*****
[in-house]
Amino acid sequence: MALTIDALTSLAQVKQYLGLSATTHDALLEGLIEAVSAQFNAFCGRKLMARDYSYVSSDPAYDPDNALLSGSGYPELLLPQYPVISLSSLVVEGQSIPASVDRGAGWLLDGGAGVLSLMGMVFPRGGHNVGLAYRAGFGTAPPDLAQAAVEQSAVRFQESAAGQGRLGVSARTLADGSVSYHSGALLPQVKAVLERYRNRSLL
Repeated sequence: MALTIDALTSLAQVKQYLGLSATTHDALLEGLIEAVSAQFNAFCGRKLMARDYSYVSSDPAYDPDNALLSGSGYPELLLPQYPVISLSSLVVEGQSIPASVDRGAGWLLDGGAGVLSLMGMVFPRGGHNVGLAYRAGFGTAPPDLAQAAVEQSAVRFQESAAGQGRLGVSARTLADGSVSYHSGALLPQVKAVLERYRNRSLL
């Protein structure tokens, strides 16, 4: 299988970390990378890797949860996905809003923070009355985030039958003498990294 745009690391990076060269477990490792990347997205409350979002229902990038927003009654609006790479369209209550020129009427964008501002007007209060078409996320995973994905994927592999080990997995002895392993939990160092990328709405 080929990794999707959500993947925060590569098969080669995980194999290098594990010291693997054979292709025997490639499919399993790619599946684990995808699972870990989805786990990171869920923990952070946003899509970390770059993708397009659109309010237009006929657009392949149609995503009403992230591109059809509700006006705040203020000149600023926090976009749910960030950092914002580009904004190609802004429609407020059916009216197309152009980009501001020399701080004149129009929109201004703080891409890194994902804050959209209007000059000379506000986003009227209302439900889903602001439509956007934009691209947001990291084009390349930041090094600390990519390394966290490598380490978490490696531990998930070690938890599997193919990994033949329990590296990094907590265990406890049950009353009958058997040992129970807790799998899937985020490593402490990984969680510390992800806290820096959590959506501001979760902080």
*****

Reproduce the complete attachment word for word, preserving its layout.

[in-house]
Amino acid sequence: MALTIDALTSLAQVKQYLGLSATTHDALLEGLIEAVSAQFNAFCGRKLMARDYSYVSSDPAYDPDNALLSGSGYPELLLPQYPVISLSSLVVEGQSIPASVDRGAGWLLDGGAGVLSLMGMVFPRGGHNVGLAYRAGFGTAPPDLAQAAVEQSAVRFQESAAGQGRLGVSARTLADGSVSYHSGALLPQVKAVLERYRNRSLL
Repeated sequence: MALTIDALTSLAQVKQYLGLSATTHDALLEGLIEAVSAQFNAFCGRKLMARDYSYVSSDPAYDPDNALLSGSGYPELLLPQYPVISLSSLVVEGQSIPASVDRGAGWLLDGGAGVLSLMGMVFPRGGHNVGLAYRAGFGTAPPDLAQAAVEQSAVRFQESAAGQGRLGVSARTLADGSVSYHSGALLPQVKAVLERYRNRSLL
């Protein structure tokens, strides 16, 4: 299988970390990378890797949860996905809003923070009355985030039958003498990294 745009690391990076060269477990490792990347997205409350979002229902990038927003009654609006790479369209209550020129009427964008501002007007209060078409996320995973994905994927592999080990997995002895392993939990160092990328709405 080929990794999707959500993947925060590569098969080669995980194999290098594990010291693997054979292709025997490639499919399993790619599946684990995808699972870990989805786990990171869920923990952070946003899509970390770059993708397009659109309010237009006929657009392949149609995503009403992230591109059809509700006006705040203020000149600023926090976009749910960030950092914002580009904004190609802004429609407020059916009216197309152009980009501001020399701080004149129009929109201004703080891409890194994902804050959209209007000059000379506000986003009227209302439900889903602001439509956007934009691209947001990291084009390349930041090094600390990519390394966290490598380490978490490696531990998930070690938890599997193919990994033949329990590296990094907590265990406890049950009353009958058997040992129970807790799998899937985020490593402490990984969680510390992800806290820096959590959506501001979760902080």